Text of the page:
I look forward to our haiku pow-wows!  LOL!  Thanks for the interview.  Sounds like you know a little more than a little about writing!  hehe.

Offline fragments

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Re: Fragment-ed Interview...
« Reply #8 on: February 01, 2008, 04:19 AM »
Thank you all for the nice comments--
as far as knowledge goes--i try hard to be open to anything..

performance poetry is new to me--but I have spent many hours on stages--so it has become something I am comfortable with..

I am now a member of

POETRY ENSEMBLE OF ORLANDO--along with some wonderful poets and friends of mine.
we have a Gig in March--planning to tune up our verse and make some noise in O town
I am proud to be a part of this group


MFA--Masters in Fine Arts-- This is usually the key that unlocks many doors in the publishing world.
As well as job offers in universities

Ok this does nothing to make you a better poet

but it might afford you an oppurtunity to make a living --while being a poet--

How many off us can say poetry puts food on your table?

Anyway thanks again for listening
The clouds told him their names, in the quiet of the summer afternoon
Charles Simic from "The World Doesn't End"

Offline fragments

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Re: Fragment-ed Interview...
« Reply #9 on: February 01, 2008, 04:21 AM »
Oh by the way--I am the proud owner of the entire DVD collection of the original Underdog series.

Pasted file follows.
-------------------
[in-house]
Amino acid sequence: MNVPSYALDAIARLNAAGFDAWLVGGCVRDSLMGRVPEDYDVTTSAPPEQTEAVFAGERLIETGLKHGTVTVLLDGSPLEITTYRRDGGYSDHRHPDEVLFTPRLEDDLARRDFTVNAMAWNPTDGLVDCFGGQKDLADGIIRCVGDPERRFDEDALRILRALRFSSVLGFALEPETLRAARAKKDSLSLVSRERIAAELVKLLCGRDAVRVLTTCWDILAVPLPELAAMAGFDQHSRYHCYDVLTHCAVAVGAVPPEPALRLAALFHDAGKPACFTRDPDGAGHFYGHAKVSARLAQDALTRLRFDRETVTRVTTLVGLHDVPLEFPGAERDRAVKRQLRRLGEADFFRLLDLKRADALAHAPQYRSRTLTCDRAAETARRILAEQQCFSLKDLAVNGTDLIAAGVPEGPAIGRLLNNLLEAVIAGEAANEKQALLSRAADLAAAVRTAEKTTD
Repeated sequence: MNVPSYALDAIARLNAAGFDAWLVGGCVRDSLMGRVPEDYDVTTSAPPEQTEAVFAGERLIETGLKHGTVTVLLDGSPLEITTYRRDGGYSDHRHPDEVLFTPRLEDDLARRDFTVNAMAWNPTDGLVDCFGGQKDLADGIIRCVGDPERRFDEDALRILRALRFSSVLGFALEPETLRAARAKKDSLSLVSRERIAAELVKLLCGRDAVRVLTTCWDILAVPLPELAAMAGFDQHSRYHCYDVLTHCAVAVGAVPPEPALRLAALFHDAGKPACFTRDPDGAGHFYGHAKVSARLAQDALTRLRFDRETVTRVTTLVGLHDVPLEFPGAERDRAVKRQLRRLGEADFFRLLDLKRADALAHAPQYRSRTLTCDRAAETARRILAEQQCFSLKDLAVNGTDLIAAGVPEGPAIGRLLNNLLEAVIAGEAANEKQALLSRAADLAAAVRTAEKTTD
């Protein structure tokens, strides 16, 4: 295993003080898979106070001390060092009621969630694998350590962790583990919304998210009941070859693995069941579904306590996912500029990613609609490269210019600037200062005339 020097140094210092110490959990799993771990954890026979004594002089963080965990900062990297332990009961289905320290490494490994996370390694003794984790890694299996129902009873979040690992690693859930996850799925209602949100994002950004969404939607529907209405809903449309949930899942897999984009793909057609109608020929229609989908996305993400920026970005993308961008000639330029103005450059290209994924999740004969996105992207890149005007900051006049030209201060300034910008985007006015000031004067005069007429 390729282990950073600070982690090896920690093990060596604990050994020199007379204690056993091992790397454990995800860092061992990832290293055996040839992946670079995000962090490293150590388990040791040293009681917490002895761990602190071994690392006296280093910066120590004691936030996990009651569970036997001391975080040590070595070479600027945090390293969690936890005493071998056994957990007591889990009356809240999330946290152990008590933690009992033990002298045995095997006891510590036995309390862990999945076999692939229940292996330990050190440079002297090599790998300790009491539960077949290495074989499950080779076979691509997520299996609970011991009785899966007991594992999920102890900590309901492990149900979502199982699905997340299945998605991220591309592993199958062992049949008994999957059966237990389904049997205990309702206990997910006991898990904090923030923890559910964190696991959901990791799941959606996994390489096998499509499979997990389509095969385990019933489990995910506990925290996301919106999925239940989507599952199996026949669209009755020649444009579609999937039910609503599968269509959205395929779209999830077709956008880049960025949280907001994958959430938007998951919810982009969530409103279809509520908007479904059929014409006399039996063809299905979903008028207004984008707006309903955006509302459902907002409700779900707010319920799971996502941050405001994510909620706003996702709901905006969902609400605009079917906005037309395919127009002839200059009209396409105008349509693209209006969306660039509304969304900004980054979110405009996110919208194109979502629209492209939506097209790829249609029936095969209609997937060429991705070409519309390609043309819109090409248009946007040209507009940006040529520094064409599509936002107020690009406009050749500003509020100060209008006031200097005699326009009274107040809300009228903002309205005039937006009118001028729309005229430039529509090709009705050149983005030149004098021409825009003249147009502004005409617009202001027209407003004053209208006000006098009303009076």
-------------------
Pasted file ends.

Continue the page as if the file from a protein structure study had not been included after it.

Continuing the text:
One of the best super heros of all time!
The clouds told him their names, in the quiet of the summer afternoon
Charles Simic from "The World Doesn't End"

witt

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Re: Fragment-ed Interview...
« Reply #10 on: February 01, 2008, 06:08 AM »
Amen on two counts. How many of us put food on the table through poetry? Right!
Ah, Underdog. I'm wracking my brain as the actor who put a voice to the heroic pooch. I CAN'T think of his name!!! Watch that be an answer on Jeopardy!

Offline WordFaery

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Re: Fragment-ed Interview...
« Reply #11 on: February 01, 2008, 06:21 PM »
Wally Cox was the voice of Underdog. :)




Was always partial to Chicken Man, the radio serial.  "The most fantastic crime fighter the world has ever known."
"Come Fairies, take me out of this dull world for I would ride with you upon the wind and dance upon the mountains like a flame."      W.B. Yeats



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Offline fragments

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Re: Fragment-ed Interview...
« Reply #12 on: February 01, 2008, 09:06 PM »
The immortal Wally Cox

The cartoons around the series--were what made the show--The Fox,  The Hunter,Go Go Gophers,
I guess I will never grow up-I still laugh at this stuff
The clouds told him their names, in the quiet of the summer afternoon
Charles Simic from "The World Doesn't End"

tdshiker

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Re: Fragment-ed Interview...
« Reply #13 on: February 10, 2008, 08:32 AM »
Russ,

I heard about the free beer too!!  :dblu

Hey, just wanted to say that I appreciated your perspectives and thought that this was pretty damn amazing:

I have been blessed. By who mentored me--.Loren Keller was my high school English teacher while in Bufflalo Robert Creeley was someone that knew my poetry and my name.

I hope that your writing never makes you comfortable,

Troy


PS.  Oh, and I like your Underdog t-shirt!!